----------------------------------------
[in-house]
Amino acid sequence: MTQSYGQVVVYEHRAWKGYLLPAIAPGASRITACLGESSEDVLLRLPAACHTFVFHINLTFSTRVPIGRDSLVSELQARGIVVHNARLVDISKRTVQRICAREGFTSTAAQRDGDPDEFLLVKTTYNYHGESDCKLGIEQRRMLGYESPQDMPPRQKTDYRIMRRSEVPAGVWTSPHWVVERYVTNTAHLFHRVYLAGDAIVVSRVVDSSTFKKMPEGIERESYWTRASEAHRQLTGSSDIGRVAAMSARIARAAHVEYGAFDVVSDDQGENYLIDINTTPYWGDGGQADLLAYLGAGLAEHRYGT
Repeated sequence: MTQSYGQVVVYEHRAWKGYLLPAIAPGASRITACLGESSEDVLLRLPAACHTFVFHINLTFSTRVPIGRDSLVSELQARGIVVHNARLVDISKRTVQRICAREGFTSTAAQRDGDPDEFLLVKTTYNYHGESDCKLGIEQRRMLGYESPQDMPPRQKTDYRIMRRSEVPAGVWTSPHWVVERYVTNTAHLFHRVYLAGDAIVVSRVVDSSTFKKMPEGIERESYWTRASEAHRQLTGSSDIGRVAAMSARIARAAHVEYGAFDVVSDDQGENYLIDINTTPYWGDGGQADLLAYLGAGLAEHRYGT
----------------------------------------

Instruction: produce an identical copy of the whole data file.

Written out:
[in-house]
Amino acid sequence: MTQSYGQVVVYEHRAWKGYLLPAIAPGASRITACLGESSEDVLLRLPAACHTFVFHINLTFSTRVPIGRDSLVSELQARGIVVHNARLVDISKRTVQRICAREGFTSTAAQRDGDPDEFLLVKTTYNYHGESDCKLGIEQRRMLGYESPQDMPPRQKTDYRIMRRSEVPAGVWTSPHWVVERYVTNTAHLFHRVYLAGDAIVVSRVVDSSTFKKMPEGIERESYWTRASEAHRQLTGSSDIGRVAAMSARIARAAHVEYGAFDVVSDDQGENYLIDINTTPYWGDGGQADLLAYLGAGLAEHRYGT
Repeated sequence: MTQSYGQVVVYEHRAWKGYLLPAIAPGASRITACLGESSEDVLLRLPAACHTFVFHINLTFSTRVPIGRDSLVSELQARGIVVHNARLVDISKRTVQRICAREGFTSTAAQRDGDPDEFLLVKTTYNYHGESDCKLGIEQRRMLGYESPQDMPPRQKTDYRIMRRSEVPAGVWTSPHWVVERYVTNTAHLFHRVYLAGDAIVVSRVVDSSTFKKMPEGIERESYWTRASEAHRQLTGSSDIGRVAAMSARIARAAHVEYGAFDVVSDDQGENYLIDINTTPYWGDGGQADLLAYLGAGLAEHRYGT